South Africa began swearing in its newly elected parliament on Wednesday, excluding President Cyril Ramaphosa’s influential deputy David Mabuza, who put off taking up his seat to address accusations he had brought the ruling party into disrepute.
Ramaphosa, who is also the leader of the ANC, is due to be elected to remain president on Wednesday by the 400 lawmakers in parliament’s National Assembly lower house, where his party holds the majority. He will be inaugurated on Saturday.
South Africa’s chief justice started swearing in lawmakers in batches of 10 ahead of the election of parliament’s presiding officers and nominations for president.
The ANC easily won South Africa’s May 8 general election, but its vote share fell to a post-apartheid low, reflecting anger at corruption and racial inequality still entrenched a generation since the former liberation movement took power.
Mabuza’s exclusion is a reminder of the scandals that have damaged the ANC’s popularity and brought down Ramaphosa’s predecessor Jacob Zuma, who was removed from power by the party last year and now faces prosecution for graft.
Mabuza, the former premier of Mpumalanga, a coal-producing northeastern province, has struggled to shrug off longstanding allegations of corruption there. A report by the ANC’s Integrity Commission suggested he had brought the party into disrepute.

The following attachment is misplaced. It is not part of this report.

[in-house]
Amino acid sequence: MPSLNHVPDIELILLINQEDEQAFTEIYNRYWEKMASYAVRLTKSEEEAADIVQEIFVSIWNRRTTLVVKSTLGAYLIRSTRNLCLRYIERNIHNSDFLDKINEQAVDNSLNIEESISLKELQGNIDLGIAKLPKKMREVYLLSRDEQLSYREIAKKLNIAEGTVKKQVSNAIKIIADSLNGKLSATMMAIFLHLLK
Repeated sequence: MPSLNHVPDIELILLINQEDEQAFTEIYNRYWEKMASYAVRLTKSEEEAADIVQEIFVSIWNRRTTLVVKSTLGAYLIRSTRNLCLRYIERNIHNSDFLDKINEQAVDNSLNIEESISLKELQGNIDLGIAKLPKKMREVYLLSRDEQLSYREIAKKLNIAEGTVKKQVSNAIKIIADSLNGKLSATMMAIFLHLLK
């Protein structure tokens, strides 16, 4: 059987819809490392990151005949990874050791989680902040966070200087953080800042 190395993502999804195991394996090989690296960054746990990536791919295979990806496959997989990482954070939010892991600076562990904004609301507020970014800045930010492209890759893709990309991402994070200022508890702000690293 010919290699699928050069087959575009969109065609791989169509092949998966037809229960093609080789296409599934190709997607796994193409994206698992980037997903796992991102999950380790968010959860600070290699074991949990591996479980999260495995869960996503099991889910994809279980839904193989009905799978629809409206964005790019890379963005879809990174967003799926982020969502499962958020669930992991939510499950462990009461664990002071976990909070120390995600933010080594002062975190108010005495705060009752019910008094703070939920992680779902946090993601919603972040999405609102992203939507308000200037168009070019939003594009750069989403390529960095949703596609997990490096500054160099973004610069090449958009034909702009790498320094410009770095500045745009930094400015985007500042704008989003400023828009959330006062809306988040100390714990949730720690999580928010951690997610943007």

“The deputy president has indicated he would like to have an opportunity to address… these allegations,” said Ramaphosa in an ANC statement. “The deputy president believes that the ANC as a governing party should advance the electoral mandate in an environment of public trust.”
Mabuza played a key role in ensuring Ramaphosa was elected in a tight contest to take over from Zuma as party leader, which led to Ramaphosa replacing Zuma as president in February 2018.
Another senior ANC politician, Nomvula Mokonyane, a former environmental affairs minister, also postponed her swearing in, with ANC officials citing a family bereavement.
Mokonyane had been nominated for a senior parliamentary position that entails holding the executive to account, but the ANC said it would now find someone else for the post.
Since replacing Zuma, Ramaphosa has pledged to fight corruption, reform struggling state-owned companies and revive a sclerotic economy. But he has struggled to enact reforms in the face of opposition from party rivals.